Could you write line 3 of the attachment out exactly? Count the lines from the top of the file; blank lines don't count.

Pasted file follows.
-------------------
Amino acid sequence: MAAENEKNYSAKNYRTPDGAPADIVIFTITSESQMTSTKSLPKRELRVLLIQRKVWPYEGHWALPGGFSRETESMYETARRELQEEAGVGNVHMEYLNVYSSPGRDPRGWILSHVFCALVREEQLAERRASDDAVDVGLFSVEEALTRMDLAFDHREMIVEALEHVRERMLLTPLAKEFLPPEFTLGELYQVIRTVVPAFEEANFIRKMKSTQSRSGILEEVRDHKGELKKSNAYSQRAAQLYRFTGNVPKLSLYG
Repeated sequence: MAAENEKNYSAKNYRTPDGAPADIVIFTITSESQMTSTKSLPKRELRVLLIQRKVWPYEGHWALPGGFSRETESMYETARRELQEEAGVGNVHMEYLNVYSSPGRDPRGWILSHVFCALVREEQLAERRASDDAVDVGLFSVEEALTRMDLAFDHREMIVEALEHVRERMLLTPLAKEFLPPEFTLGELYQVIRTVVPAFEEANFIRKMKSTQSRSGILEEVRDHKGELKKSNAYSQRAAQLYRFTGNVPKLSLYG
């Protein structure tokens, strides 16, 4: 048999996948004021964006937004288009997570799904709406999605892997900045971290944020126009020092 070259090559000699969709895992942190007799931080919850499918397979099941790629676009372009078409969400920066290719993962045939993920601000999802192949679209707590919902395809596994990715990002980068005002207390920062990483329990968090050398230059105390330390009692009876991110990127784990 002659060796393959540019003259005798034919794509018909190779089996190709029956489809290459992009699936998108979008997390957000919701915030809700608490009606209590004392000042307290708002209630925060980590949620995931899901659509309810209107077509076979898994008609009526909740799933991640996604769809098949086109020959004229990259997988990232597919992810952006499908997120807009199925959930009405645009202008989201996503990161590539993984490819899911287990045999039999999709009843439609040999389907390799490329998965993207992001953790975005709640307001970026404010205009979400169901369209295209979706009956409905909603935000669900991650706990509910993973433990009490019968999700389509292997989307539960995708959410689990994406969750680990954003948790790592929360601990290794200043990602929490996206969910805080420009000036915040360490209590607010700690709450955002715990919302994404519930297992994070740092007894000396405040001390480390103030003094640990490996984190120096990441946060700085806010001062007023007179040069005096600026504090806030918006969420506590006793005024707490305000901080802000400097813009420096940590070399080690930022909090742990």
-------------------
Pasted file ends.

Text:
């Protein structure tokens, strides 16, 4: 048999996948004021964006937004288009997570799904709406999605892997900045971290944020126009020092 070259090559000699969709895992942190007799931080919850499918397979099941790629676009372009078409969400920066290719993962045939993920601000999802192949679209707590919902395809596994990715990002980068005002207390920062990483329990968090050398230059105390330390009692009876991110990127784990 002659060796393959540019003259005798034919794509018909190779089996190709029956489809290459992009699936998108979008997390957000919701915030809700608490009606209590004392000042307290708002209630925060980590949620995931899901659509309810209107077509076979898994008609009526909740799933991640996604769809098949086109020959004229990259997988990232597919992810952006499908997120807009199925959930009405645009202008989201996503990161590539993984490819899911287990045999039999999709009843439609040999389907390799490329998965993207992001953790975005709640307001970026404010205009979400169901369209295209979706009956409905909603935000669900991650706990509910993973433990009490019968999700389509292997989307539960995708959410689990994406969750680990954003948790790592929360601990290794200043990602929490996206969910805080420009000036915040360490209590607010700690709450955002715990919302994404519930297992994070740092007894000396405040001390480390103030003094640990490996984190120096990441946060700085806010001062007023007179040069005096600026504090806030918006969420506590006793005024707490305000901080802000400097813009420096940590070399080690930022909090742990």